Welcoming a new baby into the family is exciting, and some mothers are certain of who the father is. However, there are some cases when a baby is born to a mother who is unsure. When this happens, both the mother and potential fathers have options to begin the process of establishing paternity. Establishing paternity over the child can be beneficial for the entire family, but it gives the father a significant amount of responsibility. What does the paternity process look like?
How to Establish Paternity
Paternity can be established in one of two ways. The first is through the courts, in which a judge will help determine the father of a child as well as what he’ll be responsible for. The second way of establishing paternity is through voluntary means.
If a man and woman both agree that the man is the father of the woman’s child, they can fill out a Voluntary Acknowledgment of Paternity form. This form will legally name the man as the child’s father and will become legally binding 60 days after it is completed. However, this acknowledgment will not establish child support payments or custody. The father’s name will be added to the child’s birth certificate after the form becomes legally binding.
A single mother who wants to have paternity established for her child can do so by bringing the possible father to court. Court cases can also be initiated by a man who believes he is a child’s father, Colorado’s department of human resources, or a lawyer working on behalf of a child. Such cases can be initiated before the child turns 18. The court may order either parent to submit to genetic testing as part of the process of establishing paternity.
The judge in the court case can issue a formal paternity order as well as:
- Determine legal and physical custody of the child, specifically deciding where the child will live, and which parent can make decisions about the child’s life
- Who will pay for the court fees as well as the genetic testing
The judge will take the best interests of the child into consideration when making their decisions. Specifically, the judge will consider:
- The opinion of each parent
- The mental and physical well-being of each parent
- Whether each parent can encourage a quality relationship between the child and other parent
- Whether each parent can place the needs of their child ahead of their own needs
If the child is already born and old enough to advocate for themselves, the judge will consider:
- The child’s wishes
- How the decision will impact the child’s home life, schooling, and social life
- The quality of the child’s existing relationships with each parent
How Is Establishing Paternity Beneficial?
Establishing paternity can benefit everyone in the family. Some benefits of establishing paternity include:
- Giving the child a sense of identity: A child may feel like they are more part of a family if they know who their father is. Establishing paternity creates the opportunity for the child to develop a relationship with not only their father, but with other people on that side of the family. These relationships can help improve both the child and father’s sense of identity.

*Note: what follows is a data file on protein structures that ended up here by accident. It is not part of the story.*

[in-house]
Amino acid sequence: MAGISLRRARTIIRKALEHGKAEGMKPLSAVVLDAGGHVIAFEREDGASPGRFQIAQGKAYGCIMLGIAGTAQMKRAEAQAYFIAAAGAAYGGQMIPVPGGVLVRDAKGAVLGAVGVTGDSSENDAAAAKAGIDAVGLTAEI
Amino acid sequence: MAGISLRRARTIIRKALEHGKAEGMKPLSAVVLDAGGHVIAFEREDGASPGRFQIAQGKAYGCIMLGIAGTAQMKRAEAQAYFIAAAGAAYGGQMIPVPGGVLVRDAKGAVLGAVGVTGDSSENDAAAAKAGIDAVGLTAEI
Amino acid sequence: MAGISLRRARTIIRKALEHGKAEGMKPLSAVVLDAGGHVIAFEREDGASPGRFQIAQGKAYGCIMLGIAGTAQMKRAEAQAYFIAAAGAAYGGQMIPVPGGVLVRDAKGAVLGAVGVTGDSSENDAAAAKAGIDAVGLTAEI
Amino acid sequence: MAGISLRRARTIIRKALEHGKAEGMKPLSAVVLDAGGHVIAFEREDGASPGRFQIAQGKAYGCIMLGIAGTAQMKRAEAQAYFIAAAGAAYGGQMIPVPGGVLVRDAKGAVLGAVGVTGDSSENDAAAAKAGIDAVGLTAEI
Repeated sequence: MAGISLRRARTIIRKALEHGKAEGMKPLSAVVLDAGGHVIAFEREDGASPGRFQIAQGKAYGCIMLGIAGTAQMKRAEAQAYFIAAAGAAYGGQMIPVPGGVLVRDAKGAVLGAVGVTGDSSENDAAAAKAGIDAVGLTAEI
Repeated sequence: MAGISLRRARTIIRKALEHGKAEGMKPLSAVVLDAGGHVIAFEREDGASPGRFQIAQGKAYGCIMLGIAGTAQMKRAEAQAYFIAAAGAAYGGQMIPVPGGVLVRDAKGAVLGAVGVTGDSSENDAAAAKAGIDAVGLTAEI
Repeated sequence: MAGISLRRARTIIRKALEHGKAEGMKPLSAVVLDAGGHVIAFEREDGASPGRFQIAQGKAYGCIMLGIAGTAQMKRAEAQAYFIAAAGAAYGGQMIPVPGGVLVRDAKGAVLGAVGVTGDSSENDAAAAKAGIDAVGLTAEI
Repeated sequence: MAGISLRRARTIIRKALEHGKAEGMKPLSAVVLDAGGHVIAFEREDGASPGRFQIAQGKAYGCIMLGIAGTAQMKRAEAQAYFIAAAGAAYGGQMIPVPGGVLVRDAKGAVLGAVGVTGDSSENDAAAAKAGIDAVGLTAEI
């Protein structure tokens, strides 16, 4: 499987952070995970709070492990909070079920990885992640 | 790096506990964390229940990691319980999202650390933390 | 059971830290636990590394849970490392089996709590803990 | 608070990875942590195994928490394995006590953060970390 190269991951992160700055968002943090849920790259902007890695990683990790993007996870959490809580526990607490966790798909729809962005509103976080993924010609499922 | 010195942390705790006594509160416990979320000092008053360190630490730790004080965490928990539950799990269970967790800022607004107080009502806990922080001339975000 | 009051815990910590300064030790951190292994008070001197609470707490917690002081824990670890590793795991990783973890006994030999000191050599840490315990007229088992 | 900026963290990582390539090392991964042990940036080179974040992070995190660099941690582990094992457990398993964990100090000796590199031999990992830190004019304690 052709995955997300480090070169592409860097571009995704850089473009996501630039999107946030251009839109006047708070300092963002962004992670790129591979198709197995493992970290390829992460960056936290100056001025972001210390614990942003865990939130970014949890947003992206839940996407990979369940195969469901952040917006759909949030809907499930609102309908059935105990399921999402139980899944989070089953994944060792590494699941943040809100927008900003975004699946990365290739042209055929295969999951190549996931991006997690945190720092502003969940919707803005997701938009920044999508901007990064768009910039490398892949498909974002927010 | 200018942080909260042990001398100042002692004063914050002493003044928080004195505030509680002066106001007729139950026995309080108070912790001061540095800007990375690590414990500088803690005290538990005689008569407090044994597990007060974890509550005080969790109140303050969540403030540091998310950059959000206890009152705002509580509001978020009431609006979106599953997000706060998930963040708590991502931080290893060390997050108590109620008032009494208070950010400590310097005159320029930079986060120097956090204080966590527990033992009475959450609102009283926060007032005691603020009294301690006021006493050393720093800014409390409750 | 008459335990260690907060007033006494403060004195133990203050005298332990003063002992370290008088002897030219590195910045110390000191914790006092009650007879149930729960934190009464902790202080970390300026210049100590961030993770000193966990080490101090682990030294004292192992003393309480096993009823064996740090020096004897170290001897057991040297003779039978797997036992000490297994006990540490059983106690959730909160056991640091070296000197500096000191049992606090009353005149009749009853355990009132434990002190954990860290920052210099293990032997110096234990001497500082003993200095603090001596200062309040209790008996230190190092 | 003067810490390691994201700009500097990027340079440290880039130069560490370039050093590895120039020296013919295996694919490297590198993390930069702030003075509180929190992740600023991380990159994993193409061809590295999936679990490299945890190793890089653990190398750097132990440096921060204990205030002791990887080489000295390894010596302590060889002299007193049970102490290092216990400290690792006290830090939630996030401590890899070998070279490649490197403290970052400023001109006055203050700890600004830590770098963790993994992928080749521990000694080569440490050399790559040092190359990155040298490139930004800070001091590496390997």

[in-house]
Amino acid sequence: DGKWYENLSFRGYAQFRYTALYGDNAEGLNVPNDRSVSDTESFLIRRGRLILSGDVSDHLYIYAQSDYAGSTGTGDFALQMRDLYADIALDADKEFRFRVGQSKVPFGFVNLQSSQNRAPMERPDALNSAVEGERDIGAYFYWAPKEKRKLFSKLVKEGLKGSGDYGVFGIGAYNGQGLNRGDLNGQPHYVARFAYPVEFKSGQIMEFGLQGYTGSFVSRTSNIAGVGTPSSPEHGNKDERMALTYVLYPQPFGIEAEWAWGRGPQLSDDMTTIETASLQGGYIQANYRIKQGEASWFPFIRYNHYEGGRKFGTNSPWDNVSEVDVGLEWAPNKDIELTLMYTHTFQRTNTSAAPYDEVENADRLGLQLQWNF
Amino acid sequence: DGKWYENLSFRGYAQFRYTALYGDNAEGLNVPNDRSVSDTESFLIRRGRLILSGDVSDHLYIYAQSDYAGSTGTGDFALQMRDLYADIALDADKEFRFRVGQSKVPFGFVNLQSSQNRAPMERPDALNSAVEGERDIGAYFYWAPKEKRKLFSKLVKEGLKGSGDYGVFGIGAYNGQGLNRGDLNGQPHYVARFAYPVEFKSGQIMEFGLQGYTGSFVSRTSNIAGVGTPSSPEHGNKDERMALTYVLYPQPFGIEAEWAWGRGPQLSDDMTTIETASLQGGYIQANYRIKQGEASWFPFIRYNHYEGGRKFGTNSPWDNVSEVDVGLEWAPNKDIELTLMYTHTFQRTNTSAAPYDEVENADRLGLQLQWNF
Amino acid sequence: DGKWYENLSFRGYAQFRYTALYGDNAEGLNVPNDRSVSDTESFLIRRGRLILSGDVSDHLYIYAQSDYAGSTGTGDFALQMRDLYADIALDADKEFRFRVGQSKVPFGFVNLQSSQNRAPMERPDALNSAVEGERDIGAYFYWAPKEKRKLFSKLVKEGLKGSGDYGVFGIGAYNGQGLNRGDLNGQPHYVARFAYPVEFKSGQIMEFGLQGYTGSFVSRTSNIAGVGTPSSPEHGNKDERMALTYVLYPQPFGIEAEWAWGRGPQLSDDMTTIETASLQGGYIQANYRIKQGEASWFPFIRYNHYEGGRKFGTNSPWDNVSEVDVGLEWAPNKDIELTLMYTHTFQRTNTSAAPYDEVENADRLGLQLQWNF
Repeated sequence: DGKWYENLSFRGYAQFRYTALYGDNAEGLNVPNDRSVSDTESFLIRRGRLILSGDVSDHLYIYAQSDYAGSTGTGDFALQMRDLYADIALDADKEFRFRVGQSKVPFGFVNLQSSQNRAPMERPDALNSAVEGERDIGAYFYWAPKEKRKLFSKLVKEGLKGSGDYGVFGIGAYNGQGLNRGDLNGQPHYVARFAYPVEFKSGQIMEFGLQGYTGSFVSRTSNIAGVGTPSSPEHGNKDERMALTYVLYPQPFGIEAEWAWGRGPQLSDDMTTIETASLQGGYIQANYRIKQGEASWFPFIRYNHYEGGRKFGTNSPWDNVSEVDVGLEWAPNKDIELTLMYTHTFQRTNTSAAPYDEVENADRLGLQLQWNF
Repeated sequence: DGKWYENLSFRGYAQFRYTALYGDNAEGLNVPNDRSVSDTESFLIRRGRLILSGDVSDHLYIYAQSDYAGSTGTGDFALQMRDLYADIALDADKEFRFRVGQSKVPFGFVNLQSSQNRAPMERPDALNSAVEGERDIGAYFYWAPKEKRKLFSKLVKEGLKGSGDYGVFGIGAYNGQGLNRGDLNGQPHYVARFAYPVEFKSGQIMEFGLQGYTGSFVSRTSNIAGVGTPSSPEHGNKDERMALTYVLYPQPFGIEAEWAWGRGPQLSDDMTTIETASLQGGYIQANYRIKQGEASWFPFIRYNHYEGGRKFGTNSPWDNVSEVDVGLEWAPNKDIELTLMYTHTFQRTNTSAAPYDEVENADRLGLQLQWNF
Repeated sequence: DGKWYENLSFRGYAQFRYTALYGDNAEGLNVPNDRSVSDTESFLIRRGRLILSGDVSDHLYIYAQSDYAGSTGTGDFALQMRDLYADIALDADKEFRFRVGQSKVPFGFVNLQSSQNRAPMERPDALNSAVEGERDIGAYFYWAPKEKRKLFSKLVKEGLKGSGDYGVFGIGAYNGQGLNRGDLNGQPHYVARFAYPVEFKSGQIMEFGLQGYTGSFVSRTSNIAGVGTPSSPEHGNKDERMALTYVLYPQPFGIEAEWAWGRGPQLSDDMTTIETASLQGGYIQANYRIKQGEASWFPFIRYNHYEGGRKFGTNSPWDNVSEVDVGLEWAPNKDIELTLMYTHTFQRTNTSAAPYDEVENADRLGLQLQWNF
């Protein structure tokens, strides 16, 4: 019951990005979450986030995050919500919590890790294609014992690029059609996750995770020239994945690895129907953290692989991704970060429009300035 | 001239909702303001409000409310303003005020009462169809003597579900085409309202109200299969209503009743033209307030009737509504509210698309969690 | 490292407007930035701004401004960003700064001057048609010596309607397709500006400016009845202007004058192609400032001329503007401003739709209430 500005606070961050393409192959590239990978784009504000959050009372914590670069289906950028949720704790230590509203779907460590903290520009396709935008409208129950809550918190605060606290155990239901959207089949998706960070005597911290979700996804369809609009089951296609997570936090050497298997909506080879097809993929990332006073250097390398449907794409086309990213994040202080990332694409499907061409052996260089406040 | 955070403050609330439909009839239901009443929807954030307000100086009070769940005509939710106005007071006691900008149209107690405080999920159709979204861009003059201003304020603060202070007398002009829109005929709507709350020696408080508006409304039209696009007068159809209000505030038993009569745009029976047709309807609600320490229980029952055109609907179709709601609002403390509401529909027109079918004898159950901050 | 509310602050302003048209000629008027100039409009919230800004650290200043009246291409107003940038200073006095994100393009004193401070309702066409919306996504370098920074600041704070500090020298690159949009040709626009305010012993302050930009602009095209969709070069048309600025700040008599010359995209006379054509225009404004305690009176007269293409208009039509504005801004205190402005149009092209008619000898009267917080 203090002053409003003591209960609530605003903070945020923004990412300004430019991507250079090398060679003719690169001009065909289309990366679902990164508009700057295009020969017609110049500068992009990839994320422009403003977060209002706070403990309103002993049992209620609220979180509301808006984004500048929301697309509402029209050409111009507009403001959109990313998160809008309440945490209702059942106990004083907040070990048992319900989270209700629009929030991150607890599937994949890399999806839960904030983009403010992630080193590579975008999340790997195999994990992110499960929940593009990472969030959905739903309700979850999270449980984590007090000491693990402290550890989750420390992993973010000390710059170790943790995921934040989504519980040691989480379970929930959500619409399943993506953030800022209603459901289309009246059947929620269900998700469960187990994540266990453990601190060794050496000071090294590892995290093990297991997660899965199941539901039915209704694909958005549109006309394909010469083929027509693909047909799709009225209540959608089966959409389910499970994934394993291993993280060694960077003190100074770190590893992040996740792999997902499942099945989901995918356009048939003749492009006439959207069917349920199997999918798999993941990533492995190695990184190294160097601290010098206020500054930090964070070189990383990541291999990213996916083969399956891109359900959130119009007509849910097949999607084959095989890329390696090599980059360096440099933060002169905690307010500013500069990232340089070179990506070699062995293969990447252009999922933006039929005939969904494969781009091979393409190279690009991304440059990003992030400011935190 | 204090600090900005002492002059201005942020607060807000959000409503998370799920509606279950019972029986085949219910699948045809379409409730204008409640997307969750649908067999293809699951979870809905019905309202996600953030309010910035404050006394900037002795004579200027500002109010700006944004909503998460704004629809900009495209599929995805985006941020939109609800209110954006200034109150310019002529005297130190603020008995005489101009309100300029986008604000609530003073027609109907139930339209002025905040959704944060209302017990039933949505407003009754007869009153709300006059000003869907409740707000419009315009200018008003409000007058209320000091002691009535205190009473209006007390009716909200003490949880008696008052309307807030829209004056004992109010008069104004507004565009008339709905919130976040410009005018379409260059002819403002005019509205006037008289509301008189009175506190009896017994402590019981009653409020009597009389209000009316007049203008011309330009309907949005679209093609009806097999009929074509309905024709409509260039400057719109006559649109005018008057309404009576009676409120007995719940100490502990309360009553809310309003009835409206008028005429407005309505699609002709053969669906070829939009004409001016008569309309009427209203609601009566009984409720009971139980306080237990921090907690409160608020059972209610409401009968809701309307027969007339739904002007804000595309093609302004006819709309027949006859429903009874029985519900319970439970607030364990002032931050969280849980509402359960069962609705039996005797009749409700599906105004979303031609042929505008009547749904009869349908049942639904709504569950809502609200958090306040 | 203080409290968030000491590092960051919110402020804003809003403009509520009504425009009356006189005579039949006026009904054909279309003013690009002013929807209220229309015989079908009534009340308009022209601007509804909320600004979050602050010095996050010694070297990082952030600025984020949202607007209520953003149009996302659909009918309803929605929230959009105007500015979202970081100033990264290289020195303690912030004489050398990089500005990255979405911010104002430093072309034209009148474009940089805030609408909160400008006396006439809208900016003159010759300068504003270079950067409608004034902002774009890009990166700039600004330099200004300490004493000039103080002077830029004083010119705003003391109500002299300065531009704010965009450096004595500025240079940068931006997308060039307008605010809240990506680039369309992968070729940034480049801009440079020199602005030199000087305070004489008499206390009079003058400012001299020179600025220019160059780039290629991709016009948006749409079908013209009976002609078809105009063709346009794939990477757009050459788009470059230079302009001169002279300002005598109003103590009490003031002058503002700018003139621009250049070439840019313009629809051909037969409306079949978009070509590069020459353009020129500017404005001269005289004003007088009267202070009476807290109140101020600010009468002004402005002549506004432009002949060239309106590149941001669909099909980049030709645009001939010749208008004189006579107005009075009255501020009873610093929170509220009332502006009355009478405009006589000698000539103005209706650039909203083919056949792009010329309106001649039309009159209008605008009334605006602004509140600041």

- Providing medical history: A child cannot know their entire medical history until they know who their father is. Paternity allows a child to know whether they need to look out for certain genetic diseases or traits that can affect them throughout their life. Paternity is also important because it gives the father the option to add their child to their health insurance policy.
- Custody: Any father who wants to be able to spend time with their child needs to establish paternity over them. It gives them the ability to seek custody and visitation rights and gives them the opportunity to make decisions about their child’s upbringing.
- Financial benefits: A child may be eligible for certain benefits through their father. Those benefits include child support, social security, pensions, veterans’ benefits, and more. The benefits can be very impactful in a child’s life, and they can only access them once legal paternity has been established.
- Child support: Mothers have some incentive to get paternity established as well. They cannot petition for child support without it, and that income can help them raise the child. Having a set visitation schedule with the child’s biological father can also give them some much needed breaks from caring for the child.
Are There Downsides to Establishing Paternity?
There may be downsides to establishing paternity for certain parents. It depends on how they feel about parenthood. Some examples of potential cons to establish paternity include:
- Added responsibility: Once paternity is established, a father will become legally responsible for their child in some form for the next 18 years. This can be overwhelming for some parents. It can also add a financial burden on the father in the form of child support payments.
- Parental interactions: Paternity may need to be established because the parents of a child are not well acquainted or because they were no longer together at the time the child was born. It may be uncomfortable for parents to have to interact once paternity is established.
An experienced family law attorney can help guide you through the process of establishing paternity and help you decide what is right for you.
Contact Us for Legal Counsel
If you believe you’re the father of a child or have recently given birth and need help establishing paternity, contact the Law Office of Alexandra White, PC today. We understand that this can be a difficult and confusing time, which is why we will advocate on your behalf with empathy. We can help you better understand your options and present your case to the appropriate parties. Contact us today at (303) 647-4245 or online for a free consultation.